As described above, by classifying the functionality of VCM into three modules, we can finally get the sketch of the design.
The example described below assumes edge routers equipped with CBQ [CBQ] and RED [RED] for shaping and dropping, and a token bucket for policing. Also, BB is expected to the SLA negotiation in static fashion.
As the first step, triggered by creation, update or deletion of SLA for an EF traffic by an administrator, BB generates the peak bandwidth and the burst tolerance parameters from SLA, which are assumed 30Mbps and 100 milliseconds here, in order to describe VCD. For the resource reservation of intra-domain, the egress router of the EF traffic is designated by the destination address specified in SLA through the routing tables constituted of all edge router's routing tables acquired from internal BGP (IBGP). BB also assigns EF DSCP, 101110, and settles the charging rule to the traffic.
After the creation of the VCD, the BB transmits it to both of the egress router and the ingress router that faces the upstream domain.
In the case of the egress router, after receiving the request, it should configure the shaper: CBQ, which provides a hierarchy of arbitrary defined traffic classes to share the bandwidth on a link in controlled fashion. The resource module in VCM interprets the peak bandwidth and the burst tolerance parameters to its specific parameters. If the EF class in CBQ still affords more than 30Mbps with 100 milliseconds for burst tolerance, the VCM simply updates the class reflecting the parameters. If the class is full but it is possible to take resources from the best effort class, the VCM updates both classes to accommodate the requests, so that the managing of the queue condition is a major role of VCM. Also RED, which is constituted of maximum queue length, weight for the discarding, max and min drop probability for the dropper, is configured as the same fashion as CBQ. Subsequently, the Local rule module installs the DSCP, 101110, and the charging rule into the classifier and the meter. The Outsourcing module in the egress router does not commit the reservation to the intra-domain resources since this is triggered by the ingress router. Under the successful configuration, the egress router returns an ACK message to the BB and waits a signal from the manager of intra-domain resources in order to associate the above configuration with.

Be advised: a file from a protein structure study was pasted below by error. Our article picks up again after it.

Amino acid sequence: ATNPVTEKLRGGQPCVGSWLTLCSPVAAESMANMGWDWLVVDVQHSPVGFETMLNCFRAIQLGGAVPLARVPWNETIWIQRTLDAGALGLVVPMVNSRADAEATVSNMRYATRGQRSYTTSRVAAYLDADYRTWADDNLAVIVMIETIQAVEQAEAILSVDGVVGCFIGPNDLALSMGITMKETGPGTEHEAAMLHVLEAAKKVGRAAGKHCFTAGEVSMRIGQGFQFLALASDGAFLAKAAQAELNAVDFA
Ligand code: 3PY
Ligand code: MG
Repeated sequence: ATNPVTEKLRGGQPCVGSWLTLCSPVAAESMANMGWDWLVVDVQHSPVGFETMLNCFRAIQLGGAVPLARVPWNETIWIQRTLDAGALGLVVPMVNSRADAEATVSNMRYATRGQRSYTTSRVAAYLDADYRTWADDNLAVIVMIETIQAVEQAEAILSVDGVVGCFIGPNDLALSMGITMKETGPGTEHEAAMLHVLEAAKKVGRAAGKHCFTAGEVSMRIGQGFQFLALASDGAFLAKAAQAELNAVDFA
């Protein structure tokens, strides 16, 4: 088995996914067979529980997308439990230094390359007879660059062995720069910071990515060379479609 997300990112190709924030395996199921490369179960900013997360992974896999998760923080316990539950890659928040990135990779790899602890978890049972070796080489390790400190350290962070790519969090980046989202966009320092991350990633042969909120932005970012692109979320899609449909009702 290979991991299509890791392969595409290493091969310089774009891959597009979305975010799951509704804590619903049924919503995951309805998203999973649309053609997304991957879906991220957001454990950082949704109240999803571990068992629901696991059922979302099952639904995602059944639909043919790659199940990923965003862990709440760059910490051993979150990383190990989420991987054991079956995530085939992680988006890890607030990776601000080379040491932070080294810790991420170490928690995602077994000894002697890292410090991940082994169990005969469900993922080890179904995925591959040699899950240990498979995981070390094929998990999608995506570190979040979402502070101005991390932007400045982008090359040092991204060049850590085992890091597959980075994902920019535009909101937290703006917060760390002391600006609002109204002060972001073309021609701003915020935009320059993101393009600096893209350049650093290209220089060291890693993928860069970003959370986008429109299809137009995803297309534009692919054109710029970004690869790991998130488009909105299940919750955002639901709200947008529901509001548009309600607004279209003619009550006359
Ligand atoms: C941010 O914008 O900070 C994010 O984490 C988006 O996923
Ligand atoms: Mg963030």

After receiving the ACK message from the egress router, the BB sends the same request to the ingress router. Then the Resource module in the router applies 30Mbps as the peak bandwidth and 100 milliseconds as the burst tolerance to the token bucket rate and depth for the policer and the Local rule module installs the queries to the meter, the classifier and maker as the same as the egress router. Finally, the manager for the reservation of intra-domain resources is activated; RSVP [RSVP] might be used for this reservation. After the acquirement of the intra-domain resources, the router sends the successful result back to the BB by an ACK message.
The BB finally notifies the completion of the mission to the administrator after receiving the ACK messages from both the egress and the ingress router.
In case of the failure of this mission, notified by a NACK message from the egress or the ingress, the BB informs the administrator of it.
Having implemented a prototype edge router and BB following this model, we present the brief architecture which uses Common Open Policy Service (COPS) Protocol [COPS] for the message exchange between BB and the edge routers.
COPS, designed by the IETF community, provides policy control over QoS signaling in a simple fashion. COPS is based on a client-server model: Policy Decision Point (PDP) as the server of policy management and Policy Enforcement Points (PEPs) as the clients of PDP. So in our architecture, the PDP function is included in BB and edge routers contain the PEP function. COPS consists mainly of three messages as shown in Figure 4: Request (REQ) message for query the request from PEP to PDP, Decision (DEC) message for sending the appropriate parameters in response to the REQ message from PDP to PEP, and Report (RPT) message to notify the result of the installation to PDP. Thanks to the transmission of these messages on a TCP connection, COPS reaches reliability.